7. Is there more information? I find it hard to believe some evil firefighters are going out of their way to pass a law so they are not part of an EMS system at all. There must be something else going on that is causing this side effect which definetely should not take place. No medical oversight is WRONG. I wouldn't want to practice on my own in a million years with just a paramedic license or EMT cert. It's nice knowing that as long as I use sound judgement and common sense while following what the Medical Director wants us to do we are generally safe from litigation etc. Out here firefighters have started a new medic school in order to improve the quality of paramedics coming out of school. Before you laugh too hard consider that there alot of new medics coming from schools such as NCTI that run 5-6 programs a year and require an EMT cert and no other pre-reqs. Something needs to be done to improve education and training in EMS and in my example the FD is trying to do that. I'm one of the few who was involved in EMS first and fire second. I've been blown away by how much better FDs train than EMS personel. Once you're hired at a private EMS company you just need to maintain you certs outside of the company. I don't know any privates around here who spend time on a daily or weekly basis training on actual patient care.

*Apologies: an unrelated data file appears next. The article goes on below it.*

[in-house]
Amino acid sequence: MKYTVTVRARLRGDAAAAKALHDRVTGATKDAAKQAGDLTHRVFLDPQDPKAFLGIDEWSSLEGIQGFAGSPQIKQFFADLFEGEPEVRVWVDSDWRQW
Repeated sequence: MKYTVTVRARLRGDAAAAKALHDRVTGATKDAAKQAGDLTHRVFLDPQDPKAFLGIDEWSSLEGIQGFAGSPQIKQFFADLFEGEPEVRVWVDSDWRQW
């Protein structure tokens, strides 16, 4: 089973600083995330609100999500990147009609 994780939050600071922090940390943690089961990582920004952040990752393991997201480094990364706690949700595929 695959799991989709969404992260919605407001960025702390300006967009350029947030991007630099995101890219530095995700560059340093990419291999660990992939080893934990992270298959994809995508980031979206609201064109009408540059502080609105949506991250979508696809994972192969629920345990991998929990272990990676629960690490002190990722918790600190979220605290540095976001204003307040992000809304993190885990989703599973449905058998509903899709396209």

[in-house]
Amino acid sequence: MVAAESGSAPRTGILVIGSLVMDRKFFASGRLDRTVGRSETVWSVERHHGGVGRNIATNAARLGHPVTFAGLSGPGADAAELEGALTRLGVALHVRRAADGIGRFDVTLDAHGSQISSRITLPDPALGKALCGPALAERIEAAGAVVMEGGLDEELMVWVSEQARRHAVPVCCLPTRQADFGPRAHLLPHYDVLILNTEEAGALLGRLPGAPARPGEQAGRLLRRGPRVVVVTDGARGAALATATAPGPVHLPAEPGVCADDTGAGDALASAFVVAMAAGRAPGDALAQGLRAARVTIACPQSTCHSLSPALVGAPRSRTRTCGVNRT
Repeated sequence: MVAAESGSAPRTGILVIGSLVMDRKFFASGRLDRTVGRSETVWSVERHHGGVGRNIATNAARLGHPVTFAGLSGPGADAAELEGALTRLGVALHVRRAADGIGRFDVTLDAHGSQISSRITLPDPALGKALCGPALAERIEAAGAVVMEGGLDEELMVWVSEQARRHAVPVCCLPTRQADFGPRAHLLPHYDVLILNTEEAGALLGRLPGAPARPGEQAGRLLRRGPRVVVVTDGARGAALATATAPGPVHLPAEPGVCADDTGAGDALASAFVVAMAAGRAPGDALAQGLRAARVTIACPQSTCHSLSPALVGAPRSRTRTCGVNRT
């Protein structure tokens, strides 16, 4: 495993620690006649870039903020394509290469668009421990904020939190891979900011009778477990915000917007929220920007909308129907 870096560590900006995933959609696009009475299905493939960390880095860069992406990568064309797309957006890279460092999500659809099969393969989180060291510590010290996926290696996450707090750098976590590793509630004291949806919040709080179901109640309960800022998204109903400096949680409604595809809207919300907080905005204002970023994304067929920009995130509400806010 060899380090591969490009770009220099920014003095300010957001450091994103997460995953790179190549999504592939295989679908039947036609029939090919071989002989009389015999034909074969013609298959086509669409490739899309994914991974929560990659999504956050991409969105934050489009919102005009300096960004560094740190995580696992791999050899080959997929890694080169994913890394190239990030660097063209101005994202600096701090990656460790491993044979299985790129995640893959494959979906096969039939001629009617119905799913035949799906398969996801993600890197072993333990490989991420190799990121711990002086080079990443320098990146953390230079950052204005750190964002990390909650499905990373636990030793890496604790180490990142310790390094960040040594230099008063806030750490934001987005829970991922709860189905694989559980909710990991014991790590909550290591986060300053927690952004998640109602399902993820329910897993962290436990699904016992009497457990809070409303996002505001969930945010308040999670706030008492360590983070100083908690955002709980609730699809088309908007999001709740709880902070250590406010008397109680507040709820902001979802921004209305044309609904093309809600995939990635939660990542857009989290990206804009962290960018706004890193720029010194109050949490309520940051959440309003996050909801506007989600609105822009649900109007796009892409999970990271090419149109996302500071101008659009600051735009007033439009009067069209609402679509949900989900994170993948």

8. #1 With that BP did she have a radial pulse? Since you said they felt an irregular pulse I'm guessing they did find one. Whether she had one all along or she got excited and her heart went faster when everyone arrived who knows. If not this would be a much more serious case it sounds like EMS showed up and found an OK BP to go along with a normal LOC. With this kind of call all the answers you can get are in the initial assessment... LOC.. ABCs and skin signs... For me an elderly patient with a recent infection and a low BP is probably septic despite how hot their skin may or may not be. That's my best guess for you and first thing I'd rule out. I might do orthostatics if it was safe but otherwise Sp02, 02, monitor, blood sugar check (can add to an infection differential), and of course IV with fluids to keep her BP above 90 sys along with further questioning.
  9. JEMS recently had a great article on Cardiocerebral Resuscitation. It was great for me at least because my county has already implemented a protocol around it that made little sense before reading the article. If you're wondering what CCR is it's basically CPR without ventilations early in the code. This practice is based on evidence that shows positive pressure ventilations actually decrease blood flow and the effectiveness of CPR. JEMS: Cardiocerebral Resuscitation Here is our sample protocol for initial resuscitation: Sample Protocol "passive insufflation" is an OPA with a NRB. Notice how many compressions are done before any interventions other than defibrillation. There is no ventilations until an ALS airway is inserted several minutes into the code. Basically this technique (from what I can gather) is intended to increase perfusion and prolong the life of the brain and heart so that the problem can be solved quickly (defib / meds) and improve the PTs chances of a meaningful survival. The article is also suggesting different approaches for cardiac arrest and respiratory arrest. What do you guys think? Anyone run a code with this yet? I'm a newbie and awaiting my first code and will be running this protocol on top of that (yikes!).